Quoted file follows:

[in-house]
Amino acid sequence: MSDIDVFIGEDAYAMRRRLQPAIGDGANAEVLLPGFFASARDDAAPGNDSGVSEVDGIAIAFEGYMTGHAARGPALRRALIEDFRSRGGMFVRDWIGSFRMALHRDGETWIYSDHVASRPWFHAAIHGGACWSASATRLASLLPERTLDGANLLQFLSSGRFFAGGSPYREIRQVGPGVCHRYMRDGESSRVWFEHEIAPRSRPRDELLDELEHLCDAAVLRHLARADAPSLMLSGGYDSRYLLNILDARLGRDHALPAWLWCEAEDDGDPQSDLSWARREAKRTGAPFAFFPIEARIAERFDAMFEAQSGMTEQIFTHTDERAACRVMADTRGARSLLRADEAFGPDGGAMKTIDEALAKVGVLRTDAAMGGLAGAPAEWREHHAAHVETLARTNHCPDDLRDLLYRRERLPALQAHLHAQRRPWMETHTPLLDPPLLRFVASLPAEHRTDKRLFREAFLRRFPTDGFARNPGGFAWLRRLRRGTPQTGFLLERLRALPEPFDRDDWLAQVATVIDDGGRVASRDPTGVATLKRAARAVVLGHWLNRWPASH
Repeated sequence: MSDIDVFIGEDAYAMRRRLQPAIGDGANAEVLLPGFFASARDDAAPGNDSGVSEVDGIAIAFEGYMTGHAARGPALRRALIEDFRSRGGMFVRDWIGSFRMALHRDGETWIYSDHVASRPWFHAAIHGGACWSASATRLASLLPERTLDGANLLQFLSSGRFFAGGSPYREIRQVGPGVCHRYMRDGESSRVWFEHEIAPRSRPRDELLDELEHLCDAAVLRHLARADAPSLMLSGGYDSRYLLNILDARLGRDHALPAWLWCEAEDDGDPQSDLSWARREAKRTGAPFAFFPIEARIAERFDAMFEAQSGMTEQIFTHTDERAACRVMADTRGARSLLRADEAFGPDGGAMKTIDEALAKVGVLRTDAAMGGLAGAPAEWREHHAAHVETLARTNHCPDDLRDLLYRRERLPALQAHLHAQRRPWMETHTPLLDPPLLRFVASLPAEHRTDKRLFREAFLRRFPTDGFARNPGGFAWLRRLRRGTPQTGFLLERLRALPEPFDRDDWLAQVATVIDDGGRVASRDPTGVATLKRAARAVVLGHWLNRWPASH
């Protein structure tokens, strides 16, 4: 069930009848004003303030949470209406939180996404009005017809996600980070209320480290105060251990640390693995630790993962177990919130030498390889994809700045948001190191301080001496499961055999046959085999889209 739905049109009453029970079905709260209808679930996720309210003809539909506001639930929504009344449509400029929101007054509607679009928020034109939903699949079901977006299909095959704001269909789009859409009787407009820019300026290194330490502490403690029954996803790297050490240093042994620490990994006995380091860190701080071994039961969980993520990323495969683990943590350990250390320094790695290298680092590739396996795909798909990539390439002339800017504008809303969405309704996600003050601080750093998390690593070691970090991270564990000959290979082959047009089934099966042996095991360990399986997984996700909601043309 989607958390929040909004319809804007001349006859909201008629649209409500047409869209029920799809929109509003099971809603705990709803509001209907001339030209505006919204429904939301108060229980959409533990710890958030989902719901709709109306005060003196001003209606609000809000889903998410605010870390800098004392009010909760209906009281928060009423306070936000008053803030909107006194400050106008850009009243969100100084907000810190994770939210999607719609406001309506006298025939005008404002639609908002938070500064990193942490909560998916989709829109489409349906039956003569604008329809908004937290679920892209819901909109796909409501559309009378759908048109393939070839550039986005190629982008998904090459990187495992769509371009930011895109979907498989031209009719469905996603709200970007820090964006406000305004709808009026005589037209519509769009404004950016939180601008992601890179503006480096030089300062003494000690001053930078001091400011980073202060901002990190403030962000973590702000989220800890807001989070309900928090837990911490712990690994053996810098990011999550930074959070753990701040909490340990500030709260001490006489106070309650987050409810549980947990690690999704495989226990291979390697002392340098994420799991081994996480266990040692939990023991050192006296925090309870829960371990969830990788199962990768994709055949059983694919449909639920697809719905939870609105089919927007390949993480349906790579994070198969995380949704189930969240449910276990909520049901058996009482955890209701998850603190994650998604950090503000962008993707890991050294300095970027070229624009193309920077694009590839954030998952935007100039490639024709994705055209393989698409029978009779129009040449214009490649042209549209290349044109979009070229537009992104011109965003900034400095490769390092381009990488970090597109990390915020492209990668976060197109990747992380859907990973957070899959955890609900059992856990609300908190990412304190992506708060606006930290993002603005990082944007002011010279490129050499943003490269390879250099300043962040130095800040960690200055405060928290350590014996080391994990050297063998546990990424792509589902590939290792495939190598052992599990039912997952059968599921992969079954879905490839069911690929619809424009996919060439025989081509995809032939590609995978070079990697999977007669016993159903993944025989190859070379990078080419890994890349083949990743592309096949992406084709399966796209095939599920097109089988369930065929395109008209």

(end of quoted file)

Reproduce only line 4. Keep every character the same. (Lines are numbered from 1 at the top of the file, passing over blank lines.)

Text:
């Protein structure tokens, strides 16, 4: 069930009848004003303030949470209406939180996404009005017809996600980070209320480290105060251990640390693995630790993962177990919130030498390889994809700045948001190191301080001496499961055999046959085999889209 739905049109009453029970079905709260209808679930996720309210003809539909506001639930929504009344449509400029929101007054509607679009928020034109939903699949079901977006299909095959704001269909789009859409009787407009820019300026290194330490502490403690029954996803790297050490240093042994620490990994006995380091860190701080071994039961969980993520990323495969683990943590350990250390320094790695290298680092590739396996795909798909990539390439002339800017504008809303969405309704996600003050601080750093998390690593070691970090991270564990000959290979082959047009089934099966042996095991360990399986997984996700909601043309 989607958390929040909004319809804007001349006859909201008629649209409500047409869209029920799809929109509003099971809603705990709803509001209907001339030209505006919204429904939301108060229980959409533990710890958030989902719901709709109306005060003196001003209606609000809000889903998410605010870390800098004392009010909760209906009281928060009423306070936000008053803030909107006194400050106008850009009243969100100084907000810190994770939210999607719609406001309506006298025939005008404002639609908002938070500064990193942490909560998916989709829109489409349906039956003569604008329809908004937290679920892209819901909109796909409501559309009378759908048109393939070839550039986005190629982008998904090459990187495992769509371009930011895109979907498989031209009719469905996603709200970007820090964006406000305004709808009026005589037209519509769009404004950016939180601008992601890179503006480096030089300062003494000690001053930078001091400011980073202060901002990190403030962000973590702000989220800890807001989070309900928090837990911490712990690994053996810098990011999550930074959070753990701040909490340990500030709260001490006489106070309650987050409810549980947990690690999704495989226990291979390697002392340098994420799991081994996480266990040692939990023991050192006296925090309870829960371990969830990788199962990768994709055949059983694919449909639920697809719905939870609105089919927007390949993480349906790579994070198969995380949704189930969240449910276990909520049901058996009482955890209701998850603190994650998604950090503000962008993707890991050294300095970027070229624009193309920077694009590839954030998952935007100039490639024709994705055209393989698409029978009779129009040449214009490649042209549209290349044109979009070229537009992104011109965003900034400095490769390092381009990488970090597109990390915020492209990668976060197109990747992380859907990973957070899959955890609900059992856990609300908190990412304190992506708060606006930290993002603005990082944007002011010279490129050499943003490269390879250099300043962040130095800040960690200055405060928290350590014996080391994990050297063998546990990424792509589902590939290792495939190598052992599990039912997952059968599921992969079954879905490839069911690929619809424009996919060439025989081509995809032939590609995978070079990697999977007669016993159903993944025989190859070379990078080419890994890349083949990743592309096949992406084709399966796209095939599920097109089988369930065929395109008209």